found = 1 ;

break ;

}

}

if ( found == 1 )

cout << “ We found the integer at index ” << i ;

else

cout << “ The number was not found ” ;

__}__

__The following is an output of the program.__

Please enter a positive integer 34

__We found the integer at index 34__

The loop in the above program may run 100 times or less. The loop will terminate if the

number is found before the 100th repetition. Therefore, in the linear search the maximum

limit of the loop execution is the size of the list. If the size of list is 100, then the loop can

execute a maximum of 100 times.

Using random function (Guessing Game):

We can turn this problem into an interesting game. If we as programmers do not know,

which number is stored in the array? We can make this a guessing game. How can we do

that? We need some mechanism by which the computer generates some number. In all

the C compilers, a random number generation function is provided. The function is

rand() and is in the standard library. To access this function, we need to include

<stdlib.h> library in our program. This function will return a random number. The

number can be between 0 and 32767. We can use this function as:

x = rand ( );

The random function generates an integer which is assigned to variable x. Let's consider

the function-calling mechanism. The program starts its execution in the main function.

When the control goes to the statement containing a function call, the main program stops

here and the control goes inside the function called. When the function completes or

returns some value, the control comes back to the main program.

Here is the complete code of the program using rand().

// This program is used to find a number from the array.

#include <iostream.h>

#include <stdlib.h>

main()

{

int z, i ;

int a [ 100 ] ;

// Initializing the array.

for ( i =0 ; i < 100 ; i ++ )

{

a [i] = rand() ;

}

cout << “ Please enter a positive integer “ ;

cin >> z ;

int found = 0 ;

// loop to search the number.

for ( i = 0 ; i < 100 ; i ++ )

{

if ( z == a [ i ] )

{

found = 1 ;

break ;

}

}

if ( found == 1 )

cout << “ We found the integer at position ” << i ;

else

cout << “ The number was not found ” ;

__}__

The following is an output of the program.

Please enter a positive integer 34

The number was not found

The function rand ( ) returns a value between 0 and 32767. Can we limit the generated

random number in a smaller range? Suppose we have a die with six faces marked with 1,

2, 3, 4, 5 and 6. We want to generate random die number i.e. the number should be

between 1 and 6 inclusive. Here we can use the modulus operator to achieve this.

Modulus operator returns the remainder. What will be the result of the statement?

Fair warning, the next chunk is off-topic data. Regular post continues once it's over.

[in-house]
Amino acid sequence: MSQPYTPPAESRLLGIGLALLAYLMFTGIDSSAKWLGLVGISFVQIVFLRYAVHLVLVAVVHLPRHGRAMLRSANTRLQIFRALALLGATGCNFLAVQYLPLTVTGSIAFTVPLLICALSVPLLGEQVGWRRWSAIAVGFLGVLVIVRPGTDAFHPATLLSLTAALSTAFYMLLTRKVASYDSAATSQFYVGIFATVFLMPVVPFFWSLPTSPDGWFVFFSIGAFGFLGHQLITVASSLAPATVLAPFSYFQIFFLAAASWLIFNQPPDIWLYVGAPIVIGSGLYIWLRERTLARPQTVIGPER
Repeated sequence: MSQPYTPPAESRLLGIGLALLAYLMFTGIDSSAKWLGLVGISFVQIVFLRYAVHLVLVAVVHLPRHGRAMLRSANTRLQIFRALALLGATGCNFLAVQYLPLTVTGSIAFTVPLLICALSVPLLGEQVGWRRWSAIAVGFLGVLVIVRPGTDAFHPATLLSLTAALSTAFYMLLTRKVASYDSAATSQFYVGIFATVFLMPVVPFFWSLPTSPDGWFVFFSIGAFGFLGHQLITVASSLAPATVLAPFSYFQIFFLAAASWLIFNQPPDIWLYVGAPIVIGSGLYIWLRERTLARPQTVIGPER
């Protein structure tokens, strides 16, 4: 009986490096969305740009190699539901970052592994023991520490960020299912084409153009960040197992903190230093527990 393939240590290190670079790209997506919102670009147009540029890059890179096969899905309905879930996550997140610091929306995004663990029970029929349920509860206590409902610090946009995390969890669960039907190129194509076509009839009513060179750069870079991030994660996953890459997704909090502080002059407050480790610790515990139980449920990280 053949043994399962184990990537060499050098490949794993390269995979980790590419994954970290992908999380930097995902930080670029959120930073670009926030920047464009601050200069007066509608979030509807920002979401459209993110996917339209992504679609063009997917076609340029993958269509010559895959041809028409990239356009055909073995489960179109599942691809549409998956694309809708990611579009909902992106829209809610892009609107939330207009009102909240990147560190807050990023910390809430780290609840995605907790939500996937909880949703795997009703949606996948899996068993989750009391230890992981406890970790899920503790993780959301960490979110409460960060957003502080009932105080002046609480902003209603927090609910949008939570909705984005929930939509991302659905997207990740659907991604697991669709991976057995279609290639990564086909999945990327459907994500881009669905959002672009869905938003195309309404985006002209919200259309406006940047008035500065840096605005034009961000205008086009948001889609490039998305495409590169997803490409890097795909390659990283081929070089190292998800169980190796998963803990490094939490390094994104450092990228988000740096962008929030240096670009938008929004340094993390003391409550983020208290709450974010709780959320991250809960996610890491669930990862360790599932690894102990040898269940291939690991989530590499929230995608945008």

rand ( ) % 6

When 6 divides any number, the remainder will always be less than 6. Therefore, the

result will be between 0 and 5 inclusive. We want the number between 1 and 6, therefore

we will add 1.

1 + rand ( ) % 6;

The above statement will give us the desired result. We need to know whether this is a

fair die or not. A fair die is a die when it is rolled 10 or 100 million of times. Then on

average, equal number of 1’s, equal number of 2’s, equal number of 3’s etc. will be

generated. Can we test our die i.e. it is fair or not? That is there are equal numbers of

chances of 1 or 2 etc. Think about generating a test for our random number generator.

Does it produce a fair die?

The random function is very useful. It can be used to guess the tossing of the coin. There

can be only two possibilities of tossing a coin. Therefore we can use rand ( ) % 2 which

will give 0 or 1.

The Keyword ‘const’:

To declare an array, we need its data type, name and size. We use simple integer for the

size like 10 or 100. While using arrays in loops, we use the size a lot. Suppose if we have

to change the size of the array from 10 to 100, it will have to be changed at all the places.

Missing a place will lead to unexpected results. There is another way to deal this situation

i.e. keyword construct. The keyword const can be used with any data type and is written

before the data type as:

const int arraySize = 100;

This statement creates an identifier arraySize and assigns it the value 100. Now the

arraySize is called integer constant. It is not a variable. We cannot change its value in the

program. In the array declaration, we can use this as:

int age [arraySize];

Now in the loop condition, we can write like this:

for ( i = 0; i < arraySize ; i ++)

If we have to change the size of the array, we only have to change the value of arraySize

where it is declared. The program will work fine in this case. This is a good programming

practice to use const for array size.

Tips

• Initialize the array explicitly

• Array index (subscript) starts from 0 and ends one less than the array size

• To copy an array, the size and data type of both arrays should be same

• Array subscript may be an integer or an integer expression

• Assigning another value to a const is a syntax error